Yesterday, I had a chance to watch another classic from 1940's Best Picture ballot...
The Philadelphia Story
Donald Ogden Stewart
(based on the play by Philip Barry)
Cary Grant, Katharine Hepburn, James Stewart, Ruth Hussey, John Howard
2 wins, including Best Actor (Stewart)
Tracy Lord (Hepburn) is an upper-class socialite set to wed the dependable George Kittredge (Howard). Tracy's ex-husband, the arrogant yet suave C.K. Dexter Haven (Grant), shows up the day before the nuptials to stir up some trouble. He brings with him a reporter Macaulay Connor (Stewart) and a photographer Liz Imbrie (Hussey), who are both introduced as "friends of the family" in order that they can secretly cover the wedding of the year. But the evening brings a few surprises, mostly induced by the flow of alcohol, and with three men in her vicinity, Tracy begins to doubt where her affections truly lie.
The entertainment value of The Philadelphia Story lies mostly within its words and its performances. Another adaptation of a stage play, the picture unsurprisingly sees very little action and an abundance of dialogue. Indeed, once the main plot has been set up, not much happens other than conversation. Fortunately, all this talk is delightfully witty, with such gems as Tracy's line regarding her first marriage, "I thought it was for life, but the nice judge gave me a full pardon." Additionally, the words are delivered in a typically effective fast-paced manner. Thus, despite the lack of major activity, there are no lulls and the film feels a lot shorter than it is. The ending may feel a touch too neat, but this is a romantic comedy, after all, so it is an appropriate conclusion, sure to put a heartwarming smile on the faces of fans of the genre.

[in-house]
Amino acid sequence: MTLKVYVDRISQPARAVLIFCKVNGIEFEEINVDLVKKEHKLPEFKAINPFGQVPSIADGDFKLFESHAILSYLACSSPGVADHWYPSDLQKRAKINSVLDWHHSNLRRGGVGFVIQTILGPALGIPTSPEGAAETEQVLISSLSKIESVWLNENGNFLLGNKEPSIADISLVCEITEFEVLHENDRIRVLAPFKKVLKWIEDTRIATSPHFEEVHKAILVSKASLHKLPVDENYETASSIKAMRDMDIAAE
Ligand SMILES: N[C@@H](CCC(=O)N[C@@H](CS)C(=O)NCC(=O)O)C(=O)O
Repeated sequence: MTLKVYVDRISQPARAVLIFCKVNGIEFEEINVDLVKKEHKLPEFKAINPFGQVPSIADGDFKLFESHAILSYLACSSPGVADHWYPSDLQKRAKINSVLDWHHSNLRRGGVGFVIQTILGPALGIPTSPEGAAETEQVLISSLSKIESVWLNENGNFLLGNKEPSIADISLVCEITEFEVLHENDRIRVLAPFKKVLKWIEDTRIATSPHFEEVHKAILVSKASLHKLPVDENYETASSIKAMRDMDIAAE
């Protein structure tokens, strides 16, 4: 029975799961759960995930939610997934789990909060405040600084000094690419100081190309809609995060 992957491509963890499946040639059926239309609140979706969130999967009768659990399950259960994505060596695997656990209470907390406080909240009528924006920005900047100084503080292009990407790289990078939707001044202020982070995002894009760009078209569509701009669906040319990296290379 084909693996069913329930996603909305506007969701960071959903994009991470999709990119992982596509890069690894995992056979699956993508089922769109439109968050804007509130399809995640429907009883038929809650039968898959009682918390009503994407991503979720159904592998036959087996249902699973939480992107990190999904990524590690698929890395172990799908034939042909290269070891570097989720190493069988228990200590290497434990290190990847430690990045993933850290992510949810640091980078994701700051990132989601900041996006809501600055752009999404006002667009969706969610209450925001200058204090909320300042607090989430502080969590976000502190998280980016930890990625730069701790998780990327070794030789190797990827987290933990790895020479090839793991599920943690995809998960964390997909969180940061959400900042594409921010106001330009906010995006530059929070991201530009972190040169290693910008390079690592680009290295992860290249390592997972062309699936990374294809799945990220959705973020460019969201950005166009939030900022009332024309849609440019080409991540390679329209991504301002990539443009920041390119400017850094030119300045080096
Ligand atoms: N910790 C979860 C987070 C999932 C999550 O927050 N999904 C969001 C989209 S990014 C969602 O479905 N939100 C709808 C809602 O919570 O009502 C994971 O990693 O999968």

The three leads are a major reason why this picture has remained such a classic. Grant, Hepburn and Stewart (pictured) are all at the top of their respective games. Stewart, in particular, provides plenty of laughs with his adorable drunken behaviour. Ruth Hussey successfully holds her own amongst that famous trio. Playing Tracy's younger sister Dinah is Virginia Weidler, also seen in another 1940 Best Picture nominee All This, and Heaven Too. Here, she proves her talent, delivering a mature performance, including a delightful rendition of one of Groucho Marx's signature tunes, Lydia the Tattooed Lady.